• Dynaform says:

      I asked in wildstar beta chat if there was separate pvp gear. First response was “Ya stupid it’s an mmo”. People don’t even realize there is a different way. I gave a short history lesson of what happened in wow..

      Anyway I hadn’t been following teso at all but based on the info in this post I’ll drop the $50 and give it a shot. I am never grinding 2 sets of gear so I can play the 2 games within a game again

      • Mobs says:

        I watched alot of the WildStar like first 15 levels and such recently. It is soooo much like WoW, and I never say that.. btu it really is. Also all of thier attempts to jam as much cheap humour into everything on the screen, I am sure, will get very old for me. I was falling asleep watching all the newbie quests. It was so mundane to watch.

  4. Mobs says:

    I can feel that the combat MAY be fun, at least for a bit, but they use skill shots and shit on the ground for like every skill. I don’t know about it,
    it just feels like the team in general just loves REDDIT and decided to make a game with cheap humour and hover boards because its all fan service. It just seems like the culmination of 1 million memes turned into a video game.

    • Dril says:

      Are you talking about Wildstar?

      If so, that’s bullshit, really. WoW still holds the throne of “LOOK LE POP CULTURE REFERENCE RIGHT HERE” that it’s undeniably sat on since Cata (and arguably sat on since launch). Wildstar is just…blech. It’s like they took Borderlands, sanitised it, made the writing worse, have less charm, added in more steretypical space stuff then packaged in a kiddy-friendly look.

      This from a studio that wants their audience to be hardcore 40man raiders?

      High tier game design.

      • Mobs says:

        They have less pop culture and more internet culture to me. But , all the same, I do not like it. I do not mind it sometimes… I think Borderlands was really tasteful when it came to references and it seemed a lot more thoughtful. Wildstar is just shoe-horning the lolz. “You guys like hoverboards?! WE KNOW YOU DO !”

        • Dril says:

          That’s pretty much what I’m saying. I loved Borderlands; it’s a shame Carbine don’t the talent or nouse to follow suit.

          I can see where you mean internet culture in terms of the videos, but in game I didn’t really get much of that “internet hipster” vibe that they try and pull off in the devspeak stuff. If anything, the in game tone is even worse.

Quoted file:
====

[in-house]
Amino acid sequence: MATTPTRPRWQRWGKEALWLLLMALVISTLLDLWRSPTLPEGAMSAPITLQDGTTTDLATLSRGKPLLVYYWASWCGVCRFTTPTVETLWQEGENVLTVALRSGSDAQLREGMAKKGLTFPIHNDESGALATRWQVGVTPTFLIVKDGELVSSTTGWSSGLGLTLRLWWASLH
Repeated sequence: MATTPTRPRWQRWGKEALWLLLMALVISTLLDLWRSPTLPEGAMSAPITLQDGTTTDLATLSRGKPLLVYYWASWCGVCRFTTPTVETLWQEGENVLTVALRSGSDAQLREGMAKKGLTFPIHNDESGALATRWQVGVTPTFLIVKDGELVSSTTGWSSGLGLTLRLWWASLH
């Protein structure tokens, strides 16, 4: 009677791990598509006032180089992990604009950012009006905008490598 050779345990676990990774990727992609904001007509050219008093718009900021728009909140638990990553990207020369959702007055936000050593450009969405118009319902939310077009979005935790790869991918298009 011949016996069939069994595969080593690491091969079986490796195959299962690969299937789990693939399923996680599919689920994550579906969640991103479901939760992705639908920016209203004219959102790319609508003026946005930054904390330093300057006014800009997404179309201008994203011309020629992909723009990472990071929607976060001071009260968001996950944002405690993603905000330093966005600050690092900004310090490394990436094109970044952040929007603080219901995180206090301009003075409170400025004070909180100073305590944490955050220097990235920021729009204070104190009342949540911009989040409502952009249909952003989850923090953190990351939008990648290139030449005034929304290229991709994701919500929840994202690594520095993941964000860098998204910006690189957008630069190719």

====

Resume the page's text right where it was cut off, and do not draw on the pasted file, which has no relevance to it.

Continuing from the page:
• Mobs says:

        I haven’t experienced first hand myself and likely never will, but my expectations seems generally accurate.

  5. […] has now weighed in, opining that for a themepark style game PvP provides a valuable form of filler content that can be low maintenance for the devs but highly repeatable. Now I usually read Syncaine’s […]

  6. Kyff says:

    I have played and enjoyed MMOs for years without feeling the need to PvP ever. Entering the arena in EQ, EQ2, VG always felt pointless and I mostly did it to oblige guildmates. In Darkfall there is a reason to PvP and that makes all the difference. There is definitely no need for an MMO to necessarily include PvP.

  7. Matt says:

    Vanilla PVP was much worse than you remember. If you were a raider it was great, since you were smashing face left and right. If you weren’t, it was getting smashed left and right. No resilience and low health pools meant that one and two shotting was fairly common. The PVP gear was extremely good, but pretty much no one, no matter how rose-powered the goggles, remembers the GM/HW grind fondly.

    This may be a case where the system favored your specific cohort well (raider who pvps when bored) but failed to serve the main PVP crowd well at all. Pretty much every change made in BC was a reaction to this.

    • SynCaine says:

      No one was getting one-shot at the level cap, not even from fully geared rogues/mages. Raiders were stronger in AV or WSG, yes, but we were far from god-like.

      Especially in AV, it was more about timing the release of the NPC allies to coordinate a push than anything else, and the eternal stalement status happened because neither side was organized. When I would organize AV (through massive use of chat initially, until the server learned to follow the plan), we would crush the other side, regardless of how many raiders they had (we were Horde, so they had more and were better equipped.)

  8. […] talks about how PvP can be a good filler content part for any mmo as it doesn’t rely on constant […]